Understanding Cybersecurity Compliance Standards

These were just a few of the most prevalent cybersecurity compliance standards worldwide. While they may differ in their details, their overarching aim remains the same: improving cybersecurity and mitigating the risk of a data breach. Organizations that treat these standards as best practices to be embraced instead of a compliance obligation to be followed often see tangible improvements in their security posture.

Integral Parts of Compliance Standards

Success in implementing these standards and regulations comes from recognizing their value and understanding that compliance is a continuous process. To make that process easier, it can be useful to highlight the similarities between the various standards and regulations. While they all have their differences, they share some common and crucial steps that all organizations should adopt:

  • Risk Assessment: Nearly all standards mandate a formalized way to identify, mitigate, and monitor cybersecurity risks on an ongoing basis. This forms the basis of controls that are implemented. 

  • Policy Development: Effective governance requires formalized policies that set down the roadmap to be followed and show management’s commitment to cybersecurity. 

  • Ongoing Audits: Security controls and measures must be audited to ensure their effectiveness and provide management with an independent assurance about their security posture. 

  • Awareness: Employee training and awareness is a common theme across all standards due to its importance. Users are the first and last line of defense and must be trained on their specific obligations.

  • Incident Response: The ability to respond to cybersecurity breaches and incidents is essential. All standards recognize that security incidents can and will happen, so the ability to respond quickly and effectively is a must-have. A properly documented and tested incident response plan can greatly minimize the effects of a disaster.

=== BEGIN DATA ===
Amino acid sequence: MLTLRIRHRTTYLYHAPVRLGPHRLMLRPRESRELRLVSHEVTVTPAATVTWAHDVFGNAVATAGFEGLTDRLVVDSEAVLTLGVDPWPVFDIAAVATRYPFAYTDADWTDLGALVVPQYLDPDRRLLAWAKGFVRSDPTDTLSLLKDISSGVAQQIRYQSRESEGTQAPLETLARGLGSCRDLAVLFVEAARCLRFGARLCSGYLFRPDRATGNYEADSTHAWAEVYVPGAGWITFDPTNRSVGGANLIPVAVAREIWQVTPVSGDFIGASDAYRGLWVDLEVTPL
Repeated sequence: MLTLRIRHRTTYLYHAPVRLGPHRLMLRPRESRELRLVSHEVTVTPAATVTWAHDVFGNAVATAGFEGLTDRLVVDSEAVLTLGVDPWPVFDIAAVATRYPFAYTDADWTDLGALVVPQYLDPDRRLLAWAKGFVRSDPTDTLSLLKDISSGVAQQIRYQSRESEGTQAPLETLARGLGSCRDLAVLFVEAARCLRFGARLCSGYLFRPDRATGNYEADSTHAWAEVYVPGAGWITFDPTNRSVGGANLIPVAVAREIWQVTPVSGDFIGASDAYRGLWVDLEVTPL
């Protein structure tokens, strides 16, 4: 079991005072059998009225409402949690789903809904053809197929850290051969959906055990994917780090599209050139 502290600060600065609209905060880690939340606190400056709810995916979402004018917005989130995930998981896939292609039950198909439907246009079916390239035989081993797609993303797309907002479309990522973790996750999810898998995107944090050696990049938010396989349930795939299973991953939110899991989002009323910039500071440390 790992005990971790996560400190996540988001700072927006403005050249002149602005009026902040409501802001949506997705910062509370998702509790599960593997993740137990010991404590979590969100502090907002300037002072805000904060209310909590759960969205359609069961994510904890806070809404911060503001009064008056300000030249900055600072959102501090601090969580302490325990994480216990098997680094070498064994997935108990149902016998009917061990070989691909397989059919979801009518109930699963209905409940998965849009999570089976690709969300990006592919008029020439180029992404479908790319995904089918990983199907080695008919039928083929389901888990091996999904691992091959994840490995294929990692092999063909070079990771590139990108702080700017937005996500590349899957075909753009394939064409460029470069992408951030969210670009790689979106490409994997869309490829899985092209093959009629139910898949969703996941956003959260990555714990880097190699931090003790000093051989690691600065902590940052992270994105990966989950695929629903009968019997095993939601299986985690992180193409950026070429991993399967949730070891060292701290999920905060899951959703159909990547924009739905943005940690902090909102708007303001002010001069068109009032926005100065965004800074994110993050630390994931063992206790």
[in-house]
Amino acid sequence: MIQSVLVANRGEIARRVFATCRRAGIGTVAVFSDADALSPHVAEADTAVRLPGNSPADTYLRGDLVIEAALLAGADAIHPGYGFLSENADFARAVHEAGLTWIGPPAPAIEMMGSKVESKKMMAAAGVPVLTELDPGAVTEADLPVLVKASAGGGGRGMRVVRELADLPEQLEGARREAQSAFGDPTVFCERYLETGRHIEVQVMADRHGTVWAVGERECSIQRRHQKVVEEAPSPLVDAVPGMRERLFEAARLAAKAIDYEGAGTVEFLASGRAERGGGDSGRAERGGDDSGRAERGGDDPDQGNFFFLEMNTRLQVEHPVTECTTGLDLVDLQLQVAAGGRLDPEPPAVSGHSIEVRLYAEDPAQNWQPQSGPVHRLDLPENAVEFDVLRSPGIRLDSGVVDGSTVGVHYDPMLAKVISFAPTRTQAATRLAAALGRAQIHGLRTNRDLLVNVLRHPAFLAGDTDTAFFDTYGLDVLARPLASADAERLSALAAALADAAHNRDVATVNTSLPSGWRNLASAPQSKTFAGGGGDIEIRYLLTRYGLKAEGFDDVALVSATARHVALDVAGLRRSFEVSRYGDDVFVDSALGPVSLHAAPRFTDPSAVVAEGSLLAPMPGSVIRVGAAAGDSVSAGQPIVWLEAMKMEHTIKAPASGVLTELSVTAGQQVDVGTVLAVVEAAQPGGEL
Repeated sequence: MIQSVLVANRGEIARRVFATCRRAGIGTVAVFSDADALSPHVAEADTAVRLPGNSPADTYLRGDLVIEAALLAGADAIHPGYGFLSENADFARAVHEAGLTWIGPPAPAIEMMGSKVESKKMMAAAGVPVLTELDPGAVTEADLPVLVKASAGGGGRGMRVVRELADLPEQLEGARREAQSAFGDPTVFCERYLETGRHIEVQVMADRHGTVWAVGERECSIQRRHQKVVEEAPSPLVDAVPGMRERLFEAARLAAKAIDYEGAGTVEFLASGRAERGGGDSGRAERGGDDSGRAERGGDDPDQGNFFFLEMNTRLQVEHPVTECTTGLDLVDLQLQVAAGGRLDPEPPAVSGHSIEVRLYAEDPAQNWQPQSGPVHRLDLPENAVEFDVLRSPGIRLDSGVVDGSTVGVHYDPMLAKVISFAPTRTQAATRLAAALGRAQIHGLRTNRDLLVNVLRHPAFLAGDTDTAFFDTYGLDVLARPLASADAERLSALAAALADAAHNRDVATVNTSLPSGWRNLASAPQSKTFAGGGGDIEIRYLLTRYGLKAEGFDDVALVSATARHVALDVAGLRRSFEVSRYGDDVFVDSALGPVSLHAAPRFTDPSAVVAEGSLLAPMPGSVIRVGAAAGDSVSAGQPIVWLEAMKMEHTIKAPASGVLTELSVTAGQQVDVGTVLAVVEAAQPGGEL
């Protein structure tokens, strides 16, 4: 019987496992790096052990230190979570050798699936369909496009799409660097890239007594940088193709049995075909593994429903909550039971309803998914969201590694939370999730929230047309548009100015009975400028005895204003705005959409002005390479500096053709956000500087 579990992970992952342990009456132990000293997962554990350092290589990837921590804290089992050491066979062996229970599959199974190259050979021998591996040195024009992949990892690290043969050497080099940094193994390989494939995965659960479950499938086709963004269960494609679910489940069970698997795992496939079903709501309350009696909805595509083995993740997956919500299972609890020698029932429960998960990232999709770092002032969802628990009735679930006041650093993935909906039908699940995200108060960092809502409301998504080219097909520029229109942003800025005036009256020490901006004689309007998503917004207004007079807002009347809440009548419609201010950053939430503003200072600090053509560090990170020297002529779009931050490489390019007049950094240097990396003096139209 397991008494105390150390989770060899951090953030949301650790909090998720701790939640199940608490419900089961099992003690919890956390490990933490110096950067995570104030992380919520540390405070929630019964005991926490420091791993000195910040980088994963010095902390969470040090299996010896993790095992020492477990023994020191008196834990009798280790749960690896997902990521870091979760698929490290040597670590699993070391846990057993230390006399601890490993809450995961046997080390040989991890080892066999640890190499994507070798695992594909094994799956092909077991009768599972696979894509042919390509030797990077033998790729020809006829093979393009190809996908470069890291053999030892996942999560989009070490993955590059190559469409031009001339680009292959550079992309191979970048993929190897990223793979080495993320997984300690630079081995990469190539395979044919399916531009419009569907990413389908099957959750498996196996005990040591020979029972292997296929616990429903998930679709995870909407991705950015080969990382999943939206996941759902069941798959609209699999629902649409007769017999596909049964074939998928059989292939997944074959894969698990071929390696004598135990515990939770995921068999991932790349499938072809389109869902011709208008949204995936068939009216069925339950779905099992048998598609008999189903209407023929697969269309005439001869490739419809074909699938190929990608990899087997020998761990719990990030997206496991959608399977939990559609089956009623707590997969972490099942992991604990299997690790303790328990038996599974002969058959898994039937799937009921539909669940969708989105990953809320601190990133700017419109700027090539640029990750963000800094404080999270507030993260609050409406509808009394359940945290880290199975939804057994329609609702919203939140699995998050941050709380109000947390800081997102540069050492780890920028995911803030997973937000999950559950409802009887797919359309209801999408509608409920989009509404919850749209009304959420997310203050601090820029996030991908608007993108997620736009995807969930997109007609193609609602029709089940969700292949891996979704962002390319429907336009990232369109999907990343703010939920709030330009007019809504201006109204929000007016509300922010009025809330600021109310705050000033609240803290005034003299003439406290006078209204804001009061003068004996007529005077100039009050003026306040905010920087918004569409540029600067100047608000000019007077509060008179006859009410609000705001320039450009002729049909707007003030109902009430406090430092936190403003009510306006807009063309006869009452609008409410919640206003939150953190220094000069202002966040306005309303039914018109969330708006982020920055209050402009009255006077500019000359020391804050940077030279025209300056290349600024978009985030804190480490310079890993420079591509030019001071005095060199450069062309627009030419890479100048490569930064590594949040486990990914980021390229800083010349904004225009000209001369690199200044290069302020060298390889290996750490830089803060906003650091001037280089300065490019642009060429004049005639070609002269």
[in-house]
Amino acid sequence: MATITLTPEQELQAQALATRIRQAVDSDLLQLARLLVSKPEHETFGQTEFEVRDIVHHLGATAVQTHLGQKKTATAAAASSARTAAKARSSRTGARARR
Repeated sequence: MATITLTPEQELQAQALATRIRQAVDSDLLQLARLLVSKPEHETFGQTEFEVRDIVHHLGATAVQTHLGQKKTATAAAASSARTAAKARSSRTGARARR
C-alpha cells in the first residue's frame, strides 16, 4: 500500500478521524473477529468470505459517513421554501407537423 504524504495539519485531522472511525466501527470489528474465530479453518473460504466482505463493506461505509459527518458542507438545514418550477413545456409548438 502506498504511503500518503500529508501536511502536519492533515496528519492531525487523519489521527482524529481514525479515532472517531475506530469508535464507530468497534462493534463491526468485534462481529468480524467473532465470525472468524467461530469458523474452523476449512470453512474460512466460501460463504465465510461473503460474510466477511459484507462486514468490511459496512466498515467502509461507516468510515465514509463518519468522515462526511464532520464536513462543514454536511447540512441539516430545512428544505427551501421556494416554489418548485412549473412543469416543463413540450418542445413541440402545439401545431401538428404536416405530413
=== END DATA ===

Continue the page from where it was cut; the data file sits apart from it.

By following these processes, organizations can put in a framework that aligns with the best practices of most cybersecurity standards. This makes compliance easier and fosters an overall culture of improvement and cybersecurity. Organizations embarking on this journey for the first time can also seek help from third-party companies that specialize in implementing these frameworks.

The Way Forward

Cybersecurity compliance standards have become a vital part of modern security practices. Cybercrime is a major and constantly evolving threat, but following the best practices provided by various standards will help organizations combat these threats and improve their security posture. More than a simple checkbox exercise, compliance demonstrates the organization’s commitment to providing safe and secure services to its clients.

Thank you for trusting us to help with your cybersecurity needs. Contact us any time – we’re always happy to help.  


Meet the Author
Adam Burke is Quest's Vice President of Sales and Partnerships.